Most of this is the usual comic shenanigans, but "Operation" was helped immensely by the extra time (which honestly flew by; fingers crossed they can do a couple more eps this long next season). The major characters were given enough space so that not every piece of dialogue out of their mouths was a punchline or exposition, and that slight boost of characterization made the byzantine plotting seem more meaningful than it otherwise might have. The show pushed the gross-out button further than I can remember in a long time, with an extended routine on just what a "Rusty Venture" actually was (Brock's answer sounded like the right one, if there really was a "right" one), and it paid off. In general, this just seemed looser, a little more experimental, and for once, the plotting didn't take over the show.

It wasn't perfect. I'm not so much sure about the sight of Princess Tinyfeet with a ball-gag stuck in her mouth—there was something very creepy about her dead-eye stare, and while I get that part of her joke is that she's never had a speaking line on the show, it's not really that funny anymore. Besides, with its added focus on the ensemble, it was hard not to notice how much of a boy's club the show really is. Aside from Mrs. The Monarch, women are all unobtainable objects of desire, the source of constant rejection and misery. Given the nature of the series, it makes sense that unrequited love (or lust, or whatever) would be a regular event, but it's kind of odd that Molotov Cocktease was the only non-married female involved in the super-hero business, and as far as we can tell, she's dead now.

Really, though, the good here was so good I don't feel bad grading this a full on A. 21's stumbling realization that he's actually much happier with the good guys than he is getting roped up in the Monarch and Mrs. the Monarch's terrifying personal lives was amazing stuff, the resolution of a story-arc that's been running the whole season and the sort of resolution that I never would've seen coming but once it arrived, made perfect sense. While I've never been overly invested in the show's mythology (I think the various politicking of Guilds and Leagues and what-not is ridiculously complex by design), the idea of the Colonel being left in charge of O.S.I. while the cancer-ridden General floats out into space has a certain brilliance to it. I love Hank's unquenchable enthusiasm for everything. And, in arguably the most direct, down-to-earth subplot of the ep, Dean had his heart-broken. I expected there would be some reconciliation at the end. I don't think anyone would buy Trianna and Dean as a couple, but I figured he'd apologize for freaking out at her, and they'd be friendly again. Instead, we got a goofy KKK sight-gag, and Dean delivering what might be the first major curse he's said in the show. It was a nice moment of non-learning that felt more honest than a reconciliation would have. Sometimes, when people are giving you the best advice in the world, you're going to tell them to fuck off. Sometimes it's the only thing you really can do.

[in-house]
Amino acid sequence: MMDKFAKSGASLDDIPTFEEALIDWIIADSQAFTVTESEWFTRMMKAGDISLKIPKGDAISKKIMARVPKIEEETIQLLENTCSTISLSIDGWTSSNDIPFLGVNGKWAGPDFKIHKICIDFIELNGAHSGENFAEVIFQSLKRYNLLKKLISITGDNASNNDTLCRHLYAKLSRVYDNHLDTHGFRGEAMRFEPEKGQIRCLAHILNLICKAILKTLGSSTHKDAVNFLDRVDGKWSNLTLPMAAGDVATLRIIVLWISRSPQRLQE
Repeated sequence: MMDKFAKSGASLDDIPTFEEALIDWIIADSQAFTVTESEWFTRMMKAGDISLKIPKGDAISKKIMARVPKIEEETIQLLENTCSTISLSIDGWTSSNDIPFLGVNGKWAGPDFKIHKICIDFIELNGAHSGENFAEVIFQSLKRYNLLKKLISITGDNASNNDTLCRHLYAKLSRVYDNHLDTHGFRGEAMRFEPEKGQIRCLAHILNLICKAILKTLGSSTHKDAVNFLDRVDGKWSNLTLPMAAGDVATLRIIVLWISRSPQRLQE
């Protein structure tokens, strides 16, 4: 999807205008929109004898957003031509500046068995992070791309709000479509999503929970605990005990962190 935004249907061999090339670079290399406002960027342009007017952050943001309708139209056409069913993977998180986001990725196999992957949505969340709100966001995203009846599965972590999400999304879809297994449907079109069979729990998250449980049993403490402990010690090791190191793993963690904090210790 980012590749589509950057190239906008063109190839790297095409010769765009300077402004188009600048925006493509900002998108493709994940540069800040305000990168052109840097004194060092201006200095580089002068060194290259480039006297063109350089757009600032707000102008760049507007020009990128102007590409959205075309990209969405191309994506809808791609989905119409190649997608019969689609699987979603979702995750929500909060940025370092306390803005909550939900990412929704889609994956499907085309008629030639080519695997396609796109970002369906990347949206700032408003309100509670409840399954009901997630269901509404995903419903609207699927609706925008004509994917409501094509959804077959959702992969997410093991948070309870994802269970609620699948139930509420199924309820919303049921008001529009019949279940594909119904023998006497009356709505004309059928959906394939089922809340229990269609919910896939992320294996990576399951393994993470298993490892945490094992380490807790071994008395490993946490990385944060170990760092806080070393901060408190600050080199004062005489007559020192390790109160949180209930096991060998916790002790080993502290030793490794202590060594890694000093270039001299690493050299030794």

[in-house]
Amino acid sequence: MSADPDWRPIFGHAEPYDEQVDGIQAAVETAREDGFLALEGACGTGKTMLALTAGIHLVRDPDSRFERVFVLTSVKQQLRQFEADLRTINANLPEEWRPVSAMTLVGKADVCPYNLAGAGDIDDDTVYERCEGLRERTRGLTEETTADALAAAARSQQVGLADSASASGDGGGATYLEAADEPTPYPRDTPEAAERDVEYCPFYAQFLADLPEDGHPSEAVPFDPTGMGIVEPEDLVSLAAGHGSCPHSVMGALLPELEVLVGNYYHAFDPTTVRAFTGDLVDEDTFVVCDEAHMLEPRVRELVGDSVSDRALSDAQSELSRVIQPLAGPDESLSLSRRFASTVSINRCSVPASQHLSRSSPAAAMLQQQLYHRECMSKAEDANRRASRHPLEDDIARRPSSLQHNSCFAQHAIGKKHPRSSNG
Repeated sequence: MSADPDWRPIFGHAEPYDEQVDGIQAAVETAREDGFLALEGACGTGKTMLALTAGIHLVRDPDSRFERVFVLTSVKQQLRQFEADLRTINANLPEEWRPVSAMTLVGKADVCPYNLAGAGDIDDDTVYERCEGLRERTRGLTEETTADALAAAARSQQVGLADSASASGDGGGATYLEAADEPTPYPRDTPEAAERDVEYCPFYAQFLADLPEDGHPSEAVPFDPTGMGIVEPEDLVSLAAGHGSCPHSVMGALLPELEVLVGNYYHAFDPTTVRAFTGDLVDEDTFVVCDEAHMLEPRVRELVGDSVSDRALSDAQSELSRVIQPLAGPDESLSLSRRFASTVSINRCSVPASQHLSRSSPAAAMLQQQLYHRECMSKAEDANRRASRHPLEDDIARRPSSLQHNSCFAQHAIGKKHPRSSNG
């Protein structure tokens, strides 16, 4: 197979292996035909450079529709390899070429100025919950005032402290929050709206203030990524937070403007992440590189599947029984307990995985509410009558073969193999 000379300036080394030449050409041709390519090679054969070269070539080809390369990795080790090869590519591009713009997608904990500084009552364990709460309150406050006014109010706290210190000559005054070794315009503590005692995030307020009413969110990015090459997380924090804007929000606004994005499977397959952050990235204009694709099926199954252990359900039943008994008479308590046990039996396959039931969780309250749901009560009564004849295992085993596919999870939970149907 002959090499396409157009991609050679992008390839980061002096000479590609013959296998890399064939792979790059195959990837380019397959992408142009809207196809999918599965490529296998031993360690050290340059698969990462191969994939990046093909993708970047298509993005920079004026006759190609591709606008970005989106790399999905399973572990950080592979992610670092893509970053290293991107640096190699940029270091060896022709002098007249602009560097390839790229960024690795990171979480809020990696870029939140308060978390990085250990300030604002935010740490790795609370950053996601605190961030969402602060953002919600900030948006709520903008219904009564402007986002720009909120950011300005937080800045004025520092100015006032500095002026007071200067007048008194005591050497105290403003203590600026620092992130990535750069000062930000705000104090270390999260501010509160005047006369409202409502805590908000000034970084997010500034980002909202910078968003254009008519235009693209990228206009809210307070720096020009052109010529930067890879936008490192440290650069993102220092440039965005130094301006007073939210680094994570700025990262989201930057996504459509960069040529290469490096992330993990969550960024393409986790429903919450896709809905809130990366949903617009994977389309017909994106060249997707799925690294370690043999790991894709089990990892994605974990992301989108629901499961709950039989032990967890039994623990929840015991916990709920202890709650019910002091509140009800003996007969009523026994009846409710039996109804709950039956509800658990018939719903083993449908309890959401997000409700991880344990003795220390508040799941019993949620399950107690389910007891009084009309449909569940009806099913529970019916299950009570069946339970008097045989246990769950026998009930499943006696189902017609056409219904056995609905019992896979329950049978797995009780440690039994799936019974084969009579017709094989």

Stray Observations:

  • Well, that's it for this season. Hopefully we won't have to wait too many years for the next one.
  • "Don't worry, Cowboy Dracula."
  • Aw, Trianna's friend Kim has given up being a supervillain, and is instead all "Christian-y." That's sad.
  • "Dude, I'm not a good guy." "Oh yes you are. Now scoot."
  • The variety of the possible definitions of a "Rusty Venture" was nothing short of astounding. Even bleeped, I'm amazed they got that on air.
  • "You think he even knows how many double entendres that was?"